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Wesleyan Quadrilateral

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Wesleyan Quadrilateral

Scripture is the primary source of theological authority in the Quadrilateral
Personal experience is an additional source of authority. Pictured is a memorial to Wesley's own conversion and experience of assurance.

The Wesleyan Quadrilateral,[1] or Methodist Quadrilateral,[2] is a methodology for theological reflection that is credited to John Wesley, leader of the Methodist movement in the late 18th Century. The term itself was coined by 20th century American Methodist scholar Albert C. Outler.[3][4]

This method based its teaching on four sources as the basis of theological and doctrinal development, scripture, tradition, reason, and experience.

Contents

  • Description 1
    • Outline 1.1
  • Application 2
  • References 3
  • Further reading 4
  • External links 5

Description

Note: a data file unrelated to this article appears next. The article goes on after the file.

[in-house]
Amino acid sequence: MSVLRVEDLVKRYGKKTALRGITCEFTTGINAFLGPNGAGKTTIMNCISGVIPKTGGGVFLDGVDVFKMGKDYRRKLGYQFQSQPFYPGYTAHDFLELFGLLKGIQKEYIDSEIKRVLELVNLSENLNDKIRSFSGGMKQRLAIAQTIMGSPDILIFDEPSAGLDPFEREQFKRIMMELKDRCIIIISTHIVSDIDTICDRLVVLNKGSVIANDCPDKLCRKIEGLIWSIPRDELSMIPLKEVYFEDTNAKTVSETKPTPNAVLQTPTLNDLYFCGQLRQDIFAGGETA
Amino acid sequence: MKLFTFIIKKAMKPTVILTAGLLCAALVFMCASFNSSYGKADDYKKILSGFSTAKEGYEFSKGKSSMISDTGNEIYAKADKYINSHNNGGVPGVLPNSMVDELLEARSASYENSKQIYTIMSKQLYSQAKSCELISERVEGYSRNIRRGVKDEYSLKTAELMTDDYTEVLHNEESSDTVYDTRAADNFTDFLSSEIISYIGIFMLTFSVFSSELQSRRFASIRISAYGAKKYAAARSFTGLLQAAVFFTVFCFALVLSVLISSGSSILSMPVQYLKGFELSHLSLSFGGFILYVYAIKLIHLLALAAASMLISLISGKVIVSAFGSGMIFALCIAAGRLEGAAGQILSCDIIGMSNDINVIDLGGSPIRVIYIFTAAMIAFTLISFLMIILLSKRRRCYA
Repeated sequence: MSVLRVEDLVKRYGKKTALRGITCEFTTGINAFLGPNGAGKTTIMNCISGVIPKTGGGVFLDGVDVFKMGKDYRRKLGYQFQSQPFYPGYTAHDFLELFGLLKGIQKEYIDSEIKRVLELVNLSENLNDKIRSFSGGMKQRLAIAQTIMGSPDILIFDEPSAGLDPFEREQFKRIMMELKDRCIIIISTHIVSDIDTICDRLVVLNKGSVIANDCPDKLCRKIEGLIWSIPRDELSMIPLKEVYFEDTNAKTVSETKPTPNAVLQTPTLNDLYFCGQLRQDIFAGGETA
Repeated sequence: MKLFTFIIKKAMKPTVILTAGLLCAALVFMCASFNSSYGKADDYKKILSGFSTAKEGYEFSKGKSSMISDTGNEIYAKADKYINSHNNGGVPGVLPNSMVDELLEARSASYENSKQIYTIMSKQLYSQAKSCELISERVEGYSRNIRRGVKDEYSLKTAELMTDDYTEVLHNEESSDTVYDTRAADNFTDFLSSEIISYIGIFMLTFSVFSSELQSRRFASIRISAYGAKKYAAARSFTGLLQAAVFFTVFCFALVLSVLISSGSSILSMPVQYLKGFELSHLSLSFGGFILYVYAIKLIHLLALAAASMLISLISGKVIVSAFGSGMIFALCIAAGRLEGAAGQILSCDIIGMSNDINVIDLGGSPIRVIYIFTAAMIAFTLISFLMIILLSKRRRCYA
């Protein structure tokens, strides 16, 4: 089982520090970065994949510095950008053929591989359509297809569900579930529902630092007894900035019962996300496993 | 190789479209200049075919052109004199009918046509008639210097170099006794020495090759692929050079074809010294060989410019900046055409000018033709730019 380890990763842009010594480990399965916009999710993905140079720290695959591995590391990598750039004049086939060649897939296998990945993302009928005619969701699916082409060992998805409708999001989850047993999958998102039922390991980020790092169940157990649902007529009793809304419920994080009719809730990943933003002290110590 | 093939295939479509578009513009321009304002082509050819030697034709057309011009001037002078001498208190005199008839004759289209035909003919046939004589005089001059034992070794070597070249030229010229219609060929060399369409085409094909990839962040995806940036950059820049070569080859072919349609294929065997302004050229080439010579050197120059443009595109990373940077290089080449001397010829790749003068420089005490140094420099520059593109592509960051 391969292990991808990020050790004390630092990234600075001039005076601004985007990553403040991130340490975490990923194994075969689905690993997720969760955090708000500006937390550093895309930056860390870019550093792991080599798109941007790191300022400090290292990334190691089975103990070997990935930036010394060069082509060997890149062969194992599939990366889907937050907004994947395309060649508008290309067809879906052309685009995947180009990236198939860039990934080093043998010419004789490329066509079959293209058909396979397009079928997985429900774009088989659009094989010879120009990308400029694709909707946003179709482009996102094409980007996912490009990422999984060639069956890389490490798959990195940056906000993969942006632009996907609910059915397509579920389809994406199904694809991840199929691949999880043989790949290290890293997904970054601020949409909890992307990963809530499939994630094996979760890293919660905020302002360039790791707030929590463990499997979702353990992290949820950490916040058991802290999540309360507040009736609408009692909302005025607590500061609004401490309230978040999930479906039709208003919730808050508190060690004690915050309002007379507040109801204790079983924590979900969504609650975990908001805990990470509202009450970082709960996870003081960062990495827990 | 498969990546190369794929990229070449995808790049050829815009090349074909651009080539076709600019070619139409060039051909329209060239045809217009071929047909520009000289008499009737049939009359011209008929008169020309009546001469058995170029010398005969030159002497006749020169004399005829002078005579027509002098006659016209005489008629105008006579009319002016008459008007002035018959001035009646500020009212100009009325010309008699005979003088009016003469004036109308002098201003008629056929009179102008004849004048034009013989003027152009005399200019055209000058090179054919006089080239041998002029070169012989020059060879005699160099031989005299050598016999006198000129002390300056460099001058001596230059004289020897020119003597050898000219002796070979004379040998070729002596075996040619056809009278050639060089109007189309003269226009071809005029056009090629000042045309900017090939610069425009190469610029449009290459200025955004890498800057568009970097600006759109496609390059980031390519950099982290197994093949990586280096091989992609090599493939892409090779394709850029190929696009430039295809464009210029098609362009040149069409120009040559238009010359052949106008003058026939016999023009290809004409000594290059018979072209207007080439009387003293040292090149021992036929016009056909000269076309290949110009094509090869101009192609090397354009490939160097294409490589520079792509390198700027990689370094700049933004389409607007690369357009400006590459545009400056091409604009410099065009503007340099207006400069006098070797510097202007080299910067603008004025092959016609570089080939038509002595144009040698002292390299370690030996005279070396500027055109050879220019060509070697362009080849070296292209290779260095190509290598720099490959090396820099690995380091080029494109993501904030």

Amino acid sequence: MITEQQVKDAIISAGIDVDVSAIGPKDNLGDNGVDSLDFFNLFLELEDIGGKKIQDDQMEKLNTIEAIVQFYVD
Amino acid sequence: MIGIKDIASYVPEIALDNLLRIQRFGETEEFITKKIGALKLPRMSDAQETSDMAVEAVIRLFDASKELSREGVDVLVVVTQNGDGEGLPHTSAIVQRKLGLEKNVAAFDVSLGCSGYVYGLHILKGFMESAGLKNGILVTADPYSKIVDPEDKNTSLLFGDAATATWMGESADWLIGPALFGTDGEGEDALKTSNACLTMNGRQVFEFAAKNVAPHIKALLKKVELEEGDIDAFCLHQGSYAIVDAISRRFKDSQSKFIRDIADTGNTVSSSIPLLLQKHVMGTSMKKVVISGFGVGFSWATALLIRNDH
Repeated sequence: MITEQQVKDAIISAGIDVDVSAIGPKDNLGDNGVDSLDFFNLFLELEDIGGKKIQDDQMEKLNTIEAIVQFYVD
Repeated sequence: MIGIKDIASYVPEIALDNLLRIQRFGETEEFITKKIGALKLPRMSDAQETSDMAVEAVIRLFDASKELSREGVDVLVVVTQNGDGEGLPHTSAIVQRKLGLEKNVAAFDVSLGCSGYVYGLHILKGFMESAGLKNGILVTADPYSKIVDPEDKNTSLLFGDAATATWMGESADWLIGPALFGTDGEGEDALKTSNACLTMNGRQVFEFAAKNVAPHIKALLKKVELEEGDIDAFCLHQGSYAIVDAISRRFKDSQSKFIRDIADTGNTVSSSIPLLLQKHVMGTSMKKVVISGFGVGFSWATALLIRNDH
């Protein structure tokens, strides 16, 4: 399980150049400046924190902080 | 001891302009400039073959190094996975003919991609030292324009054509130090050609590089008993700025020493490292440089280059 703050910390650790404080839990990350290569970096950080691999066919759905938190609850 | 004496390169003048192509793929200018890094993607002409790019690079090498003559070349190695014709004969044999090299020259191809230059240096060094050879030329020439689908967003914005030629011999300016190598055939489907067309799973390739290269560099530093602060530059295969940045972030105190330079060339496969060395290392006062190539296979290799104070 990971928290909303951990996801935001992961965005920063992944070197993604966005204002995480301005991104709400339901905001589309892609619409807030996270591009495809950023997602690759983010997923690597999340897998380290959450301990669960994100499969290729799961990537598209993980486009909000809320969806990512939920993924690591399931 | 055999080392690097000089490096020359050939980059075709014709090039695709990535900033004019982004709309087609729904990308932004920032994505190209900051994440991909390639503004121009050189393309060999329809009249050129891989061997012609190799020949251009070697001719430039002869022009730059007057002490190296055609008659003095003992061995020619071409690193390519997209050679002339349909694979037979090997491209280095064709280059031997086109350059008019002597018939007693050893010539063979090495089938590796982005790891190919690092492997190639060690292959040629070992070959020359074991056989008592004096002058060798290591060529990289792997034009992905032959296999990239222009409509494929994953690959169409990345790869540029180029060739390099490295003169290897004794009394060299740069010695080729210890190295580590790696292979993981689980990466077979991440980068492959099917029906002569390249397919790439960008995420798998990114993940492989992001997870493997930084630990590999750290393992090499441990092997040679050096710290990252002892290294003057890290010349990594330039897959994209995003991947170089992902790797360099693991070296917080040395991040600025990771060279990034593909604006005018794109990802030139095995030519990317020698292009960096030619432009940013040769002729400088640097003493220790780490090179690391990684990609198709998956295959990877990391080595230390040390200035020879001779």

Upon examination of Wesley's work, Outler theorized that Wesley used four different sources in coming to theological conclusions.[5] Wesley believed, first of all, that the living core of the Christian faith was revealed in "scripture" as the sole foundational source. The centrality of scripture was so important for Wesley that he called himself "a man of one book".[6] However, doctrine had to be in keeping with Christian orthodox "tradition." So, tradition became in his view the second aspect of the so-called Quadrilateral. Furthermore, believing, as he did, that faith is more than merely an acknowledgment of ideas, Wesley as a practical theologian, contended that a part of the theological method would involve "experiential" faith. In other words, truth would be vivified in personal experience of Christians (overall, not individually), if it were really truth. And every doctrine must be able to be defended "rationally." He did not divorce faith from reason. Tradition, experience, and reason, however, are subject always to scripture, which is primary.